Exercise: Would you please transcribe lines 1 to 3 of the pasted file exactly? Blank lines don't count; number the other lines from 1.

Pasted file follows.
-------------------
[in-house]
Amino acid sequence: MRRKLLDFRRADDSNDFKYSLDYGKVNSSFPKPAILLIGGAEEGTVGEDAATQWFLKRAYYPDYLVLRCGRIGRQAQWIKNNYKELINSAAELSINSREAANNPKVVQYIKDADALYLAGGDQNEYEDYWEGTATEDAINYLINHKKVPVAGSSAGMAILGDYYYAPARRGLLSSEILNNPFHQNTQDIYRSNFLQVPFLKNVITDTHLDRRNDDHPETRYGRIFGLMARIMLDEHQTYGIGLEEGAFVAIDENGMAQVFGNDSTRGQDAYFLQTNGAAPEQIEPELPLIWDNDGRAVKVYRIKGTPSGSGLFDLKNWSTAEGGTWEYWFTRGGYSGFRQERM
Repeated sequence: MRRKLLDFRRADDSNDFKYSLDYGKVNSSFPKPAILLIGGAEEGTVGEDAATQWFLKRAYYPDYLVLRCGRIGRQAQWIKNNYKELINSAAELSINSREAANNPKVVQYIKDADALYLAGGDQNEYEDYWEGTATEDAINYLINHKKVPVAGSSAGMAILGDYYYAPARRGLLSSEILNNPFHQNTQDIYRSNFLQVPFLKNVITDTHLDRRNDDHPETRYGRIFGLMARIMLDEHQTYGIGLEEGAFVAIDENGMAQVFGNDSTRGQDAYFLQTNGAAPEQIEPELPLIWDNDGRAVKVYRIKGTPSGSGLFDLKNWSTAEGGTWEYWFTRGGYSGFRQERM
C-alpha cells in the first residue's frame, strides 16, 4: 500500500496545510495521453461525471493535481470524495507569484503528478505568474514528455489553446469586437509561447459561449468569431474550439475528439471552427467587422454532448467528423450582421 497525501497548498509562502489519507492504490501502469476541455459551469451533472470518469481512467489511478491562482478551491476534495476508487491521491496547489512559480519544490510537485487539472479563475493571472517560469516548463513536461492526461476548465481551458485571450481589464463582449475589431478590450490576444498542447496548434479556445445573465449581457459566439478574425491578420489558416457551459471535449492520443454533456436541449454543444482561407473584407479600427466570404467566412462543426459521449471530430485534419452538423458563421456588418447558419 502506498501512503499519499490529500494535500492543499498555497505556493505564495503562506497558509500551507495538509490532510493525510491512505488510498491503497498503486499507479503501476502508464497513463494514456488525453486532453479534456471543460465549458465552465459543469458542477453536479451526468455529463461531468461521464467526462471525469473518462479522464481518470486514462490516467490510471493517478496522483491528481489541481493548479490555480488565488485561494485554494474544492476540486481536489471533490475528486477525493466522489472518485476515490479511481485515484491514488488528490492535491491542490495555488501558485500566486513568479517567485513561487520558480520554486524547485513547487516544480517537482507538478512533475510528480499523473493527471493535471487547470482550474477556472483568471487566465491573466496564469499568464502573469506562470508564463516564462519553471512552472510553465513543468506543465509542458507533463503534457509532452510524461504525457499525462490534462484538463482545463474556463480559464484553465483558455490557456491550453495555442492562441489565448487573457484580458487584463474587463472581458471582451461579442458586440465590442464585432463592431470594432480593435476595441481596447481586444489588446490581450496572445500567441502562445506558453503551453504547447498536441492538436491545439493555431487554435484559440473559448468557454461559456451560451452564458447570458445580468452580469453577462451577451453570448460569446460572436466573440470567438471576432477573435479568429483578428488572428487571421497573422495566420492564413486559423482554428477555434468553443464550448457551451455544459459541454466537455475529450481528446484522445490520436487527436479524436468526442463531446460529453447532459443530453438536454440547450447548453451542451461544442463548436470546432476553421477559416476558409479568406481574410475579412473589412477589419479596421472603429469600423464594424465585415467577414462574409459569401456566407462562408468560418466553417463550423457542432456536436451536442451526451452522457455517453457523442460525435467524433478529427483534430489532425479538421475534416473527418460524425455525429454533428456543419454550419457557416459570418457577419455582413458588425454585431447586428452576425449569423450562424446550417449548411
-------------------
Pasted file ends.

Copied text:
[in-house]
Amino acid sequence: MRRKLLDFRRADDSNDFKYSLDYGKVNSSFPKPAILLIGGAEEGTVGEDAATQWFLKRAYYPDYLVLRCGRIGRQAQWIKNNYKELINSAAELSINSREAANNPKVVQYIKDADALYLAGGDQNEYEDYWEGTATEDAINYLINHKKVPVAGSSAGMAILGDYYYAPARRGLLSSEILNNPFHQNTQDIYRSNFLQVPFLKNVITDTHLDRRNDDHPETRYGRIFGLMARIMLDEHQTYGIGLEEGAFVAIDENGMAQVFGNDSTRGQDAYFLQTNGAAPEQIEPELPLIWDNDGRAVKVYRIKGTPSGSGLFDLKNWSTAEGGTWEYWFTRGGYSGFRQERM
Repeated sequence: MRRKLLDFRRADDSNDFKYSLDYGKVNSSFPKPAILLIGGAEEGTVGEDAATQWFLKRAYYPDYLVLRCGRIGRQAQWIKNNYKELINSAAELSINSREAANNPKVVQYIKDADALYLAGGDQNEYEDYWEGTATEDAINYLINHKKVPVAGSSAGMAILGDYYYAPARRGLLSSEILNNPFHQNTQDIYRSNFLQVPFLKNVITDTHLDRRNDDHPETRYGRIFGLMARIMLDEHQTYGIGLEEGAFVAIDENGMAQVFGNDSTRGQDAYFLQTNGAAPEQIEPELPLIWDNDGRAVKVYRIKGTPSGSGLFDLKNWSTAEGGTWEYWFTRGGYSGFRQERM